Lisa O'Brien of the West Coast Players Theatre and the Marina Restaurant made an impression on and off the stage
CLEARWATER BEACH — Bidding farewell to visionaries, leaders and innovators whose contributions shaped their respective fields makes headline news.
Then there are those adventurous souls like Clearwater Beach resident Lisa O'Brien, who, while lesser known, made her own mark on this world.
The community theater actress and server lost her battle with cancer last month.
“She will be missed for her talent and her infectious humor by the members of her extended family in the local area,” said close friend Bill Morris, the city's marine and aviation director.
O'Brien was part of Morris' extended family for nearly 20 years. He and his wife, Patti, first met O'Brien in New York City at a “this looks interesting” stop for breakfast at the now-closed Sazerac House Restaurant and Bar in Manhattan's West Village.
“That chance to meet Lisa, as many have found, was all it required to be drawn back for more. Each meal was more entertaining than the last,” Bill Morris said. “Having Lisa as your server was a performance in itself.”
He shared a bit of O'Brien's history, starting with her love of theater while in college in Ohio. Her aspirations brought her to California then New York City, with years of off-stage set design and theater support work along with a solo performance on off-off Broadway.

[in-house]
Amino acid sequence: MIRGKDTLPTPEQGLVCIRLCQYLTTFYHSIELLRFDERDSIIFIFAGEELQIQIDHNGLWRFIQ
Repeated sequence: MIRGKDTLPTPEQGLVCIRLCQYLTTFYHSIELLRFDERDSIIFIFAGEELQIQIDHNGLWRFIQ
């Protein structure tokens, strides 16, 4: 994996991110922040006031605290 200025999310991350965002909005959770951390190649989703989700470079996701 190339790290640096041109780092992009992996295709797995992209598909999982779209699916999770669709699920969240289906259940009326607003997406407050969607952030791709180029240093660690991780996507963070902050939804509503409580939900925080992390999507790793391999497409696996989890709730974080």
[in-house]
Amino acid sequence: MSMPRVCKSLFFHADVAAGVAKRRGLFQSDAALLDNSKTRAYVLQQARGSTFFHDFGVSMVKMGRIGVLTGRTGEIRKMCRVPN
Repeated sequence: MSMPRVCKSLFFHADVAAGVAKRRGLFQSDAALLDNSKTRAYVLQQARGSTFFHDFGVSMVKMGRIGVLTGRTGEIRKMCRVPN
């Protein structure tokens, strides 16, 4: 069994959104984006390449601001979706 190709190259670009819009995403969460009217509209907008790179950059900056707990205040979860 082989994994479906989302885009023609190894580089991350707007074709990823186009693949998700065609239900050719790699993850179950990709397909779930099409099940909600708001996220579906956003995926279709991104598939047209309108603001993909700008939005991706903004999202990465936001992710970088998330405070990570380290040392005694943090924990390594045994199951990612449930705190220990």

While not a fan of the cold, or air conditioning, she often visited friends and her growing extended family, like the Morrises, after their move to Clearwater, who encouraged her to pursue opportunities in the local theater scene.
After more than a decade of visits, O'Brien settled on Clearwater Beach around 2011. She became a frequent member of the cast at the West Coast Players Theatre at 21931 U.S. 19 near Access Road A and a server at the Marina Restaurant at 10 Causeway Blvd., south of the Clearwater Beach roundabout.
“Perhaps her greatest gift was the powerful bond she shared with the many friends made in an instant during her lifetime, including her ever expanding extended family here in Clearwater Beach,” Morris said.
“She felt she had reached her pinnacle and looked to settle here on the beach, which she loved. She even traded her car for a scooter to get around.”
Co-worker Vicki Clark, an eight-year employee at the Marina Restaurant, said, “Lisa knew how to make a strong first impression. She loved making you laugh and enjoyed watching you laugh your (behind) off. She was one in a million.”
Another co-worker, Olivia Wolkowsky, whose parents own the restaurant, said, “She was a wonderful, wonderful person. She became a really good friend and part of our family.”
O'Brien's last theater performance in January 2013, prior to her cancer diagnosis, was a starring role in “The Red Velvet Cake War,” for which she received rave reviews. Her fellow cast members at the West Coast Players Theatre are dedicating their performance of “Talking With” in her memory. It will be staged at 8 p.m. Friday and Saturday and at 2 p.m. Sunday.
O'Brien died April 10. Born in Rhode Island on Nov. 15, 1959, she was the daughter of Thomas and Margaret Pons. Besides her parents, she's survived by three sisters, Phyllis Berlacher of Charlotte, N.C., Marlene Tiernan of Port St. Lucie and Angela Clifford of Aiken, S.C.; and six nieces and nephews.
Memorial contributions may be directed to the American Cancer Society.